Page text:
RCN #43 Jan - Feb 1998. On page 40, RCN falls out of love with the Metro, in a Compact comparo.

Interviews with ATP principals Joel Smith from RCN #052 JUNE - JULY 1999, and Grant Bower, from RCN #053 AUG - SEP 1999.

Bike maker on a roll seeks investment to help it diversify

ATP, Parent Of Vision, Winkel, Looking For Equity Partner
Bicycle Retailer, July 1, 2001

RCN #71 Sept - Oct 2002. Vision issues a warning about 1999-2000 Double Vision frames cracking.

RCN #79 Nov - Dec 2003. ATP Vision has cancelled their Interbike booth, and sent a letter to dealers stating they are restructuring the company and moving to a different location. ATP phones were shut off and employees left in early December 2003. Bankruptcy closed in March 2004 and Volae bought the tooling and rights.

ATP, aka Vision, Has Apparently Gone The Way of the DoDo Bird
thetandemlink.com, Mar 3, 2004



Vision Ads - 1999 Advanced Transportation Products, Inc.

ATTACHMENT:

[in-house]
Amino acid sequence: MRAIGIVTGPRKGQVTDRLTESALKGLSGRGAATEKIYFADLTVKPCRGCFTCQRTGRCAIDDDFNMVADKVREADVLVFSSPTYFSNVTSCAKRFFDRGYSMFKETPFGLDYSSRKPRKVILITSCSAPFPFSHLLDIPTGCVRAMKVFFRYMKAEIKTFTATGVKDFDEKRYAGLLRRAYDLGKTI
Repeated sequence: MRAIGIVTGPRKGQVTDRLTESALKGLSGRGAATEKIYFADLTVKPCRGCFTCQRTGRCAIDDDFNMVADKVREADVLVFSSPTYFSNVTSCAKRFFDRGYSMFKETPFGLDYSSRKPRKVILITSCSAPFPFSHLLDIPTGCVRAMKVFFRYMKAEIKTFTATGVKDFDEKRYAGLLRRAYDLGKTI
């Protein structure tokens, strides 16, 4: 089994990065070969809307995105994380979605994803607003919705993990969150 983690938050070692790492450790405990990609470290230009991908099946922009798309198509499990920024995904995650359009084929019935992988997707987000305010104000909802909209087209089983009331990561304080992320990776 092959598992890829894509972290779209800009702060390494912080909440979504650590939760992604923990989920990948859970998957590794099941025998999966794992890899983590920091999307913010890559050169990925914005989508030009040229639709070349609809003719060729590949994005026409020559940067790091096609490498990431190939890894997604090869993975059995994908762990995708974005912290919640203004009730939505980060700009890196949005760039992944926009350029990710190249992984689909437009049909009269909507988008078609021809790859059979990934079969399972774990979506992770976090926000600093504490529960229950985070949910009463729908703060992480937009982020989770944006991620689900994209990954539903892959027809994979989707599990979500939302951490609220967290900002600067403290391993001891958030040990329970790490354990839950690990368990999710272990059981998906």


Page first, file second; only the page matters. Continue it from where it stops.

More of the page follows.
France Ad
Well, looky up ahead. It's the arc de triomphe. On a vision recumbent, you'll see things you'd miss hunched over handlebars. And with aerodynamic advantages over traditional bikes, it'll take you to all the really good places really fast.
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Chiro Ad
If it feels like you're sitting in a big, comfortable chair, it's because you are. You're on a Vision. You're feeling no pain. Not in your hand. Not in your wrists. Not in your neck. Not in your back. See a chiropractor for details. If you can find one.
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Reproduce Ad